10 Things I've Learned as A Parent of Toddlers


I am a mom of two two-year-olds. They are cute, aren't they? I love them dearly, but must say I was utterly underprepared for what being a toddler mom actually entailed.

I once (laughably) entered college as a nursing major, knowing well that I could not in any way handle bodily fluids. Well, I feel like that aversion has passed due to constant exposure. I once scrunched my nose and avoided eye contact with those talking about body parts or the symptoms of disgusting sicknesses, and now I can hold conversations for hours about these things. I once was really bothered by the noise my husband made when he drummed on the steering wheel in the car, and now I can tune out the screaming in the backseat for hours at a time. I also once thought I knew what unconditional love looked like, but now I know first-hand the feeling of your heart walking around outside your body. And it's weird. And it's sweet. And it's heart-wrenching. And it's requiring a whole new level of trust in the Lord day-by-day.

So without further ado, here are 10 things I've learned as a parent of toddlers:

  1. It's never harder to get back in your car than when your kid is screaming, "Mommmmmyyyyy!" and crying when you drop them off at daycare. It also doesn't get easier if this happens more than once. Still feels like something deep within your soul is ripping every time.
  2. Celebrating the absolutely normal functions of the human body like pooping and sleeping become common place. You pooped in the potty at school? I will march down the street in a parade with all manner of embarrassment to let you know I'd like you to keep doing that. I'd like someone to cheer for me next time I take a longer than normal nap, or a nap at all.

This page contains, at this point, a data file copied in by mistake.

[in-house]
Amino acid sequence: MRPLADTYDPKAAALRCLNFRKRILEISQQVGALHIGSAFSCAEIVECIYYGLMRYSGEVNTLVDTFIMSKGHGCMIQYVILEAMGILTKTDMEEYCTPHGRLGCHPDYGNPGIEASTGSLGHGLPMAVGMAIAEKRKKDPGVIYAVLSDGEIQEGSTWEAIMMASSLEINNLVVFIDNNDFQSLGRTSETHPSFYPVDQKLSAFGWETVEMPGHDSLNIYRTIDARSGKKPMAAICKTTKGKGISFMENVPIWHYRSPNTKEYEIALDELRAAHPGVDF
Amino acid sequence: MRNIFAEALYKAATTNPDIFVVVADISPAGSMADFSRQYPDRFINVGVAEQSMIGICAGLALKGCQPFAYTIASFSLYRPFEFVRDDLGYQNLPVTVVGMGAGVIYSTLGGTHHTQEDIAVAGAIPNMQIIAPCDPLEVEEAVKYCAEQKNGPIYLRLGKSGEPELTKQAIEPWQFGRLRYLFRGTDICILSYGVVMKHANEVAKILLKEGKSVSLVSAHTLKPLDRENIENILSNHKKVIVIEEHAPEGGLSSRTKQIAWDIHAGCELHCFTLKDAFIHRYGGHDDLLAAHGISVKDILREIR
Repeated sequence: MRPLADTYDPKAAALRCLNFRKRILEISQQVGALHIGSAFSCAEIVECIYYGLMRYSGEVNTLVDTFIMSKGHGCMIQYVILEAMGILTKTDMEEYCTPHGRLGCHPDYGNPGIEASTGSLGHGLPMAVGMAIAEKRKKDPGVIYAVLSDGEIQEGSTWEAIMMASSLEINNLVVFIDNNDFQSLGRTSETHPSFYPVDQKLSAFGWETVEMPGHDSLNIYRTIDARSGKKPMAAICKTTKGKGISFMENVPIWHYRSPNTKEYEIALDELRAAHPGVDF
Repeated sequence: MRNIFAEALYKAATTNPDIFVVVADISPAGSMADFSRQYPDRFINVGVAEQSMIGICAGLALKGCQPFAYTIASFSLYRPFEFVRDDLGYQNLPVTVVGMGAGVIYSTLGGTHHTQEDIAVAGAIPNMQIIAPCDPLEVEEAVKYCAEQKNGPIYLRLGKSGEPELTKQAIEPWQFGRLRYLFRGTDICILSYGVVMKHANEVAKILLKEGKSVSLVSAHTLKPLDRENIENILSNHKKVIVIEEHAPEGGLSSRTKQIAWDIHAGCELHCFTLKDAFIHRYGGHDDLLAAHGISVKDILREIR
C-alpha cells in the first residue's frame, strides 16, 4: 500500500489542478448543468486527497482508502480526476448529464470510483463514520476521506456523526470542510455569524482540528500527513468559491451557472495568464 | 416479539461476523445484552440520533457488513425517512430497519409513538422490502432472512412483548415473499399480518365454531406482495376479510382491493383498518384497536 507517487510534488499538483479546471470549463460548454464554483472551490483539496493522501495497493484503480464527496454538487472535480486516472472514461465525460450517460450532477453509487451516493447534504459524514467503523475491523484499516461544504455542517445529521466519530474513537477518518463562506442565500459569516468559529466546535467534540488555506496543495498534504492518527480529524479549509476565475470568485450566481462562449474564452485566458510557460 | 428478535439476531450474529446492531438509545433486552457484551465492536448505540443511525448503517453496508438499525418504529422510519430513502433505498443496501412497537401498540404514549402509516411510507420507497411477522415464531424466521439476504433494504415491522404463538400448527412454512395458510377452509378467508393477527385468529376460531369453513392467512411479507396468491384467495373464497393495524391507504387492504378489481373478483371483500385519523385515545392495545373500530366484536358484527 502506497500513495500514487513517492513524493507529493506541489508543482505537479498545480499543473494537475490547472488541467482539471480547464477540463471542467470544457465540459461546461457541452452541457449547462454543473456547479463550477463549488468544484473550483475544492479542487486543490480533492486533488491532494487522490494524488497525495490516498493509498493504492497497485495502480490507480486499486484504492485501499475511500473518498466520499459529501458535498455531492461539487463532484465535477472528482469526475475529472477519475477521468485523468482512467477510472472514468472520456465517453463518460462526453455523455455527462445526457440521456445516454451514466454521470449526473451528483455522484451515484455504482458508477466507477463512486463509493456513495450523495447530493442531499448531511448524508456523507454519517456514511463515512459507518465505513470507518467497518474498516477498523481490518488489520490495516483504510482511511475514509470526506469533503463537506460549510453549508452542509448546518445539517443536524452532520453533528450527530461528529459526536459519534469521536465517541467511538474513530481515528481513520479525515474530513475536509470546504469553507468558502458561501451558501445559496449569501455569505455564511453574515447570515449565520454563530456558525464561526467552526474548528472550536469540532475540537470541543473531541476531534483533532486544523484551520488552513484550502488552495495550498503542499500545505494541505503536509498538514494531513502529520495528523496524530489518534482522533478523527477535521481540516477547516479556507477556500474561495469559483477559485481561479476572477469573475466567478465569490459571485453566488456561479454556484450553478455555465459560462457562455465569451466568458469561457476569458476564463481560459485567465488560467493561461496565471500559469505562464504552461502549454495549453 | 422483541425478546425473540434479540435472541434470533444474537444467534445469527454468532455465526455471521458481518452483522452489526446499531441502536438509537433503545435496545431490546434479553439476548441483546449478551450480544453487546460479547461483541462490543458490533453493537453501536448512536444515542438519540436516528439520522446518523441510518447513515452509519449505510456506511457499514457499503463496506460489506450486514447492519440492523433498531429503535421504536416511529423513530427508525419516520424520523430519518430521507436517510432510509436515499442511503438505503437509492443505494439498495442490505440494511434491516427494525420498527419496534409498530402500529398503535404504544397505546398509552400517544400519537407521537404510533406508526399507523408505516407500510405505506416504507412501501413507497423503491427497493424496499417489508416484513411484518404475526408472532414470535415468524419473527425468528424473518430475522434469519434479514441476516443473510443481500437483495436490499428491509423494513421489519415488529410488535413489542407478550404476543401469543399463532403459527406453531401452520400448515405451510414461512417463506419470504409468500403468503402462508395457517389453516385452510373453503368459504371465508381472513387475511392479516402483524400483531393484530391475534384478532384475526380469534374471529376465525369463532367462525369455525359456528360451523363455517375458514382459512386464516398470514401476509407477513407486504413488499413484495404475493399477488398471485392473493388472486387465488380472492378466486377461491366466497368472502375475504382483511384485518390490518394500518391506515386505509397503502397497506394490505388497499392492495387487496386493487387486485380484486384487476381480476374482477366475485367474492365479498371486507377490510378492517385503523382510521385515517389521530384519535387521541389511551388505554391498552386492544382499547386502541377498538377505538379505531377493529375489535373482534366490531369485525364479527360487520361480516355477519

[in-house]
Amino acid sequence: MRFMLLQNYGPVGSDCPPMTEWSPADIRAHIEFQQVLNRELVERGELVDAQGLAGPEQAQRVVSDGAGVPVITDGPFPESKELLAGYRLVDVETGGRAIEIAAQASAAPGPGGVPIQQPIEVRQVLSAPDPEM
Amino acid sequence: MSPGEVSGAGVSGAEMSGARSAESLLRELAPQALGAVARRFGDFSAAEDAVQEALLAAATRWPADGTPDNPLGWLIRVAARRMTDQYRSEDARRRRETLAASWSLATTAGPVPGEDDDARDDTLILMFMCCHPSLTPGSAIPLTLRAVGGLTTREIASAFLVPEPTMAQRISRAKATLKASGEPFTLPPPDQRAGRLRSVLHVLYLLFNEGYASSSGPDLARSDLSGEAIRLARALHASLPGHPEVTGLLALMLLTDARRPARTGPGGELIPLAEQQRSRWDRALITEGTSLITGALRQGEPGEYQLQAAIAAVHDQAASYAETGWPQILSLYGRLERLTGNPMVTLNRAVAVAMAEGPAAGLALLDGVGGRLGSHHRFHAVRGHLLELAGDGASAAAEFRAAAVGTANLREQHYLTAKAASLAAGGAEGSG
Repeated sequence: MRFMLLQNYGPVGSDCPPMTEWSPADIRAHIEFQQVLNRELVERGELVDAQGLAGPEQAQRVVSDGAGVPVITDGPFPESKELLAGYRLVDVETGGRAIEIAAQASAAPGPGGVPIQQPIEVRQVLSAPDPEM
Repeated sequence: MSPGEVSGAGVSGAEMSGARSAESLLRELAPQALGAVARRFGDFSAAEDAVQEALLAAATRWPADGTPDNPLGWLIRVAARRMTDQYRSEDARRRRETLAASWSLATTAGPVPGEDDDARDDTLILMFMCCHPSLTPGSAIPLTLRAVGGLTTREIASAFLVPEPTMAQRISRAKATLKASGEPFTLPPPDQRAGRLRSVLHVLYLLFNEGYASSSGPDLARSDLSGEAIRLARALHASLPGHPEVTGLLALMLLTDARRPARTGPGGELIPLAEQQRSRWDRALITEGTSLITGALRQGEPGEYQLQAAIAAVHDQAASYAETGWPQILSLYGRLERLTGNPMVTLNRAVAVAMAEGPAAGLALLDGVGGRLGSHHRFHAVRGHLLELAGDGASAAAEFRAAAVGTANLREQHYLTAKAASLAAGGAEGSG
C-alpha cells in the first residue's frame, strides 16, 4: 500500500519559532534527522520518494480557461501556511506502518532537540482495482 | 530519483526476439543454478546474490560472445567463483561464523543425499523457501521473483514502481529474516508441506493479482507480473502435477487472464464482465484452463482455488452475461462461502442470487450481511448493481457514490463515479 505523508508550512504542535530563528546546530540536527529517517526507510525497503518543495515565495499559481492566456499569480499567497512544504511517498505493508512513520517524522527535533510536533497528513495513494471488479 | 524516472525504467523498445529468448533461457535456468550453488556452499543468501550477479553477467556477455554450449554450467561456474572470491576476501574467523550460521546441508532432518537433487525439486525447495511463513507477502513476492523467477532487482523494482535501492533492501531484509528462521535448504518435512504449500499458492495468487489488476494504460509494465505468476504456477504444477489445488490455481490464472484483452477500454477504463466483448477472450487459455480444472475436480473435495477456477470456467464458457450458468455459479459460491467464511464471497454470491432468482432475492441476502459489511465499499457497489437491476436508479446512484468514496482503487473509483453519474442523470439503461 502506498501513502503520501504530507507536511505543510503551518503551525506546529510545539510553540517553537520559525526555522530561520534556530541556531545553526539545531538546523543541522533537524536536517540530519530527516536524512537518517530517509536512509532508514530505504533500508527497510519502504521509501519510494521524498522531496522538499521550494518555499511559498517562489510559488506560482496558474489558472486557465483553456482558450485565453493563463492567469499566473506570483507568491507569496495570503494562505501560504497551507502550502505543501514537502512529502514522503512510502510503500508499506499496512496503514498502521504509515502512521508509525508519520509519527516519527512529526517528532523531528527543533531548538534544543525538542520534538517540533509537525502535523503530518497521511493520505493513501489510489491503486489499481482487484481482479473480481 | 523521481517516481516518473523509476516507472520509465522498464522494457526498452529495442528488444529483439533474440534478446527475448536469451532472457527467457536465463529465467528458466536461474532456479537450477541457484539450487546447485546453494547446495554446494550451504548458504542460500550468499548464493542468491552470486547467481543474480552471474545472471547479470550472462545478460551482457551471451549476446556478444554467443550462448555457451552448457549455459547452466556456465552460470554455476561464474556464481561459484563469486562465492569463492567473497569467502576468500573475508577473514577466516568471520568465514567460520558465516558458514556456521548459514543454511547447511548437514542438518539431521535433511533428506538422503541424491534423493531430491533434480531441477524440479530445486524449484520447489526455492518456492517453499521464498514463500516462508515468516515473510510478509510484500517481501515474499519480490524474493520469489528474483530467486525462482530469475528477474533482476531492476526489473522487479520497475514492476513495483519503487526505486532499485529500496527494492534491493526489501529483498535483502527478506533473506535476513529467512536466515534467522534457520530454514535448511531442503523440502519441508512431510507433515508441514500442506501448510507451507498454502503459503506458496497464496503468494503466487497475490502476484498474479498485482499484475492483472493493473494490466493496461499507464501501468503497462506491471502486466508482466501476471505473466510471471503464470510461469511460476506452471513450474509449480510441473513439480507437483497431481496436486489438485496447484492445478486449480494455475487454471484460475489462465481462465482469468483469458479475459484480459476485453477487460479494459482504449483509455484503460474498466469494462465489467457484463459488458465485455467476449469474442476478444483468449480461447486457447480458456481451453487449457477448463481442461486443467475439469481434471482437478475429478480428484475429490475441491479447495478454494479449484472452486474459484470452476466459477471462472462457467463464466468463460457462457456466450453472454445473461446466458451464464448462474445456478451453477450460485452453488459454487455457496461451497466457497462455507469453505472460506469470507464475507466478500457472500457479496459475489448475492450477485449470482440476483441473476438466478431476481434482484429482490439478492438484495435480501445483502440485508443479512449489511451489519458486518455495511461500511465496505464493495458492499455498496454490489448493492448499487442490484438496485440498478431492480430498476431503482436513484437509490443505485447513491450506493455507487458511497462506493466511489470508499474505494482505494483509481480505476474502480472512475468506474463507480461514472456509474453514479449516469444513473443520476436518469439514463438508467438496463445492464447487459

3. My ability to RSVP to the 22948520 birthday party invitations we get from the kids' classes at school would basically get me fired a week or two in if it was a job.
  4. Explaining big concepts in little people words seemed to be super easy before I had little people asking big questions that almost always end in, "Why?"
  5. Brushing your child's teeth will transform you into a re-run of Steve Erwin wrestling the biggest alligator in the wetlands, where that alligator feels very comfortable and Steve feels out of his element. The strength a toddler can muster when they don't want you to pry open their mouths is unbelievably impressive.
  6. My ability to change the subject when my kids are crying about something else is really improving. "Oh, you can't find your Paw Patrol toy? Do you remember how much you love this commercial that is unconventionally slow while a show you barely care about is coming on? No? How about this Minnie Mouse? Let's read If You Give A Mouse a Cookie for the 19th time today! I really really really want to!"
  7. I will willingly catch vomit in my hands if it means I won't have to change the sheets...again.